Friedrich Nietzsche, Human All Too Human (Menschliches, Allzumenschliches), subtitled A Book for Free Spirits (Ein Buch für freie Geister).

First published in 1878.   A second part, Assorted Opinions and Maxims (Vermischte Meinungen und Sprüche), was published in 1879, and a third part, The Wanderer and his Shadow (Der Wanderer und sein Schatten), followed in 1880.

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Previous Section   235. GENIUS AND THE IDEAL STATE IN CONFLICT   Next Section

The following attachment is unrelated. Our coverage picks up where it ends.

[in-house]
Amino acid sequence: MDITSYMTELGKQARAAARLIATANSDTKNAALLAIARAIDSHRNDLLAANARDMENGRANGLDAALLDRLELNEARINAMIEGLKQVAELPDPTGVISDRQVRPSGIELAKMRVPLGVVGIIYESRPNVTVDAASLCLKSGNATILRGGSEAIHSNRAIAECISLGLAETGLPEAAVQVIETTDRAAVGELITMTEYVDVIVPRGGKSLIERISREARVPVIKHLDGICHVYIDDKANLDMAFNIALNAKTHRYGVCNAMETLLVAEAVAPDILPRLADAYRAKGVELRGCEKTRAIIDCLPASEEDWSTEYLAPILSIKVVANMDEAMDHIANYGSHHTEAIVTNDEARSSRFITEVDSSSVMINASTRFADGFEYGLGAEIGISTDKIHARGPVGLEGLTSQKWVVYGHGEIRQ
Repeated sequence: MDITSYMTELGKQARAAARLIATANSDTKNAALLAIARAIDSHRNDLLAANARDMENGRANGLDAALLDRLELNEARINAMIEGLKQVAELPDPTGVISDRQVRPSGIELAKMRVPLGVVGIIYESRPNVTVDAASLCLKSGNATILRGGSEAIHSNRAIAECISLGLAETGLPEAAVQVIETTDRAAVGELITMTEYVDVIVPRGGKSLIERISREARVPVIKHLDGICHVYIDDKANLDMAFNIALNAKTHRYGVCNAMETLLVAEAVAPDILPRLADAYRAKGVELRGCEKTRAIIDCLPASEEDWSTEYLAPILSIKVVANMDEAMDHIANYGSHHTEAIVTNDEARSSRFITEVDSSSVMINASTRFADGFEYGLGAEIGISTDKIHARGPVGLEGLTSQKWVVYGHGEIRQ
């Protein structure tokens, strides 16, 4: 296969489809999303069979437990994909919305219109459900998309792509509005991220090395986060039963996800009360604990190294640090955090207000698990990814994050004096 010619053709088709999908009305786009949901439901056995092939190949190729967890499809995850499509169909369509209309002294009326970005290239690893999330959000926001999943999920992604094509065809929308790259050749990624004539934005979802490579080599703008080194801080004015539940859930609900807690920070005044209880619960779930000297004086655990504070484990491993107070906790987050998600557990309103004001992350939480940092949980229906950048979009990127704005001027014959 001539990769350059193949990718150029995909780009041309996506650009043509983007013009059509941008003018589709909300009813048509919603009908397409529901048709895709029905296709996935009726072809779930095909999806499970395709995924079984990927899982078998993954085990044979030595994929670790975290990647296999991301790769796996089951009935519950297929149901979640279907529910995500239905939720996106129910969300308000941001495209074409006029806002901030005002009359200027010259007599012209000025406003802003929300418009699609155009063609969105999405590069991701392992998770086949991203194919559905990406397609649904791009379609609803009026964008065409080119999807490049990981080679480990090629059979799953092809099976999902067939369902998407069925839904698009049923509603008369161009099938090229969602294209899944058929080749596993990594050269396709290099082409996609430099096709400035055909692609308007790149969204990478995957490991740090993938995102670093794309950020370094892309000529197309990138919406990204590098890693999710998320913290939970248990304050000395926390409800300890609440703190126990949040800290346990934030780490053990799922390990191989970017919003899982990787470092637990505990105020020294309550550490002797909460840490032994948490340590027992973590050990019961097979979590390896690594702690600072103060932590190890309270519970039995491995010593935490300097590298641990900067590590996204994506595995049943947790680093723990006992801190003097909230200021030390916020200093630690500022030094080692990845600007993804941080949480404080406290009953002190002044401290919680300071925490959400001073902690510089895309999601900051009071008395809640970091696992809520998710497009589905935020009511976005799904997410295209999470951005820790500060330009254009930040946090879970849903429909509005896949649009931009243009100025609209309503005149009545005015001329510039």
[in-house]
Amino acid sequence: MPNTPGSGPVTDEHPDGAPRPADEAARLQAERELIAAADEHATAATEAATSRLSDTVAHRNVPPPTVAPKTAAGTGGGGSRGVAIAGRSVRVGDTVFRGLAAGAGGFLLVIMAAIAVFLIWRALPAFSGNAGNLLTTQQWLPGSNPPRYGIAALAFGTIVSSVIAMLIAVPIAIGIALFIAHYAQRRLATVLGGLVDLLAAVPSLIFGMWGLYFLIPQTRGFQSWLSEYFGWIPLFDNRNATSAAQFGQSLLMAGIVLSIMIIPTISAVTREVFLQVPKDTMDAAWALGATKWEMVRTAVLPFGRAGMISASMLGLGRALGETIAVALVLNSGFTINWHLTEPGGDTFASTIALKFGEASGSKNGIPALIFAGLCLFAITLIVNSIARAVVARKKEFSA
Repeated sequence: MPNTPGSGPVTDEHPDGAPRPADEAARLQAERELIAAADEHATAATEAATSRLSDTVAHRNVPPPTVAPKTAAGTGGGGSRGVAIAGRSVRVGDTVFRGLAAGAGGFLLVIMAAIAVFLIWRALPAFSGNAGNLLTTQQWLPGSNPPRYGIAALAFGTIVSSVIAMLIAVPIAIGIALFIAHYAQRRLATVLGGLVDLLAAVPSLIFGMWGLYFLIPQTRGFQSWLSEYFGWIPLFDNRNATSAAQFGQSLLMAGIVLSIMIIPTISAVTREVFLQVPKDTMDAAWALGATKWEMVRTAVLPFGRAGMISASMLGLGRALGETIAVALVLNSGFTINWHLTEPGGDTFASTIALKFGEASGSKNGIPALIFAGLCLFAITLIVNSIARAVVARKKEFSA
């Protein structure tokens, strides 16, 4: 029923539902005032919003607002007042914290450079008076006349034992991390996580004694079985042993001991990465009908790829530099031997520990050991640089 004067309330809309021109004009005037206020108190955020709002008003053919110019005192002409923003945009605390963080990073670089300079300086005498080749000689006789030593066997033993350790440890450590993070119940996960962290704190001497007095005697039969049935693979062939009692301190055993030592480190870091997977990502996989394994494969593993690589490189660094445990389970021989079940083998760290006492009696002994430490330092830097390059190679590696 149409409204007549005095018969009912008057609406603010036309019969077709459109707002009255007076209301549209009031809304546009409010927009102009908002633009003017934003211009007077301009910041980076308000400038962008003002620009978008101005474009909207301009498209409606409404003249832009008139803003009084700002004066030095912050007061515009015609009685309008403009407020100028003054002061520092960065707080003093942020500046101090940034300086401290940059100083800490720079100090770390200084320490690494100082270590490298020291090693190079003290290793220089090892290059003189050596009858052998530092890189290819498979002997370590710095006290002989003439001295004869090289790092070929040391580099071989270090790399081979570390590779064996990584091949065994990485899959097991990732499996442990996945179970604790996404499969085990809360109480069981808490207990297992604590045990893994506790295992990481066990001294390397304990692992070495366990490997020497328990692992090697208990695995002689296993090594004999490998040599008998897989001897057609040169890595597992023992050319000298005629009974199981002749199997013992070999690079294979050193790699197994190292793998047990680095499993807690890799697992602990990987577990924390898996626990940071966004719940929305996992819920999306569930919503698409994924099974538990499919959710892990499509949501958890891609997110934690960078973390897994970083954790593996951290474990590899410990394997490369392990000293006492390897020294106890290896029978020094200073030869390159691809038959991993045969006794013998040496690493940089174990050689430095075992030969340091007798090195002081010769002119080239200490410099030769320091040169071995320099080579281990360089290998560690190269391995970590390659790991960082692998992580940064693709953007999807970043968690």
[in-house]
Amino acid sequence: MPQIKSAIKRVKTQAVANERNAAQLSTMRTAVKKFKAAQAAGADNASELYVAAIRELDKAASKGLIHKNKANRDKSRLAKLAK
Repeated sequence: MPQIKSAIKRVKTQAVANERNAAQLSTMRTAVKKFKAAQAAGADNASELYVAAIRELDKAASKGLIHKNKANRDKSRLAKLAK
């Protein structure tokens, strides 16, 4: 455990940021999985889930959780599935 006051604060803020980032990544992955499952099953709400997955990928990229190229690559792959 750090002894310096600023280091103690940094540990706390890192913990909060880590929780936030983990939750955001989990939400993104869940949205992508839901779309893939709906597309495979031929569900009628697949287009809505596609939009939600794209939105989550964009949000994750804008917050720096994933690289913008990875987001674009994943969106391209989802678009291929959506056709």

GENIUS AND THE IDEAL STATE IN CONFLICT.  The Socialists demand a comfortable life for the greatest possible number.  If the lasting house of this life of comfort, the perfect State, had really been attained, then this life of comfort would have destroyed the ground out of which grow the great intellect and the mighty individual generally, I mean powerful energy.  Were this State reached, mankind would have grown too weary to be still capable of producing genius.  Must we not hence wish that life should retain its forcible character, and that wild forces and energies should continue to be called forth afresh?  But warm and sympathetic heart’s desire precisely the removal of that wild and forcible character, and the warmest hearts we can imagine desire it the most passionately of all, whilst all the time its passion derived its fire, its warmth, its very existence precisely from that wild and forcible character; the warmest heart, therefore, desires the removal of its own foundation, the destruction of itself, that is, it desires something illogical, it is not intelligent.  The highest intelligence and the warmest heart cannot exist together in one person, and the wise man who passes judgment upon life looks beyond goodness and only regards it as something which is not without value in the general summing up of life.  The wise man must oppose those digressive wishes of unintelligent goodness, because he has an interest in the continuance of his type and in the eventual appearance of the highest intellect; at least, he will not advance the founding of the "perfect State” inasmuch as there is only room in it for wearied individuals.  Christ, on the contrary, he whom we may consider to have had the warmest heart, advanced the process of making man stupid, placed himself on the side of the intellectually poor, and retarded the production of the greatest intellect, and this was consistent.  His opposite, the man of perfect wisdom, this may be safely prophesied will just as necessarily hinder the production of a Christ.  The State is a wise arrangement for the protection of one individual against another; if its ennobling is exaggerated the individual will at last be weakened by it, even effaced, thus the original purpose of the State will be most completely frustrated.  
 

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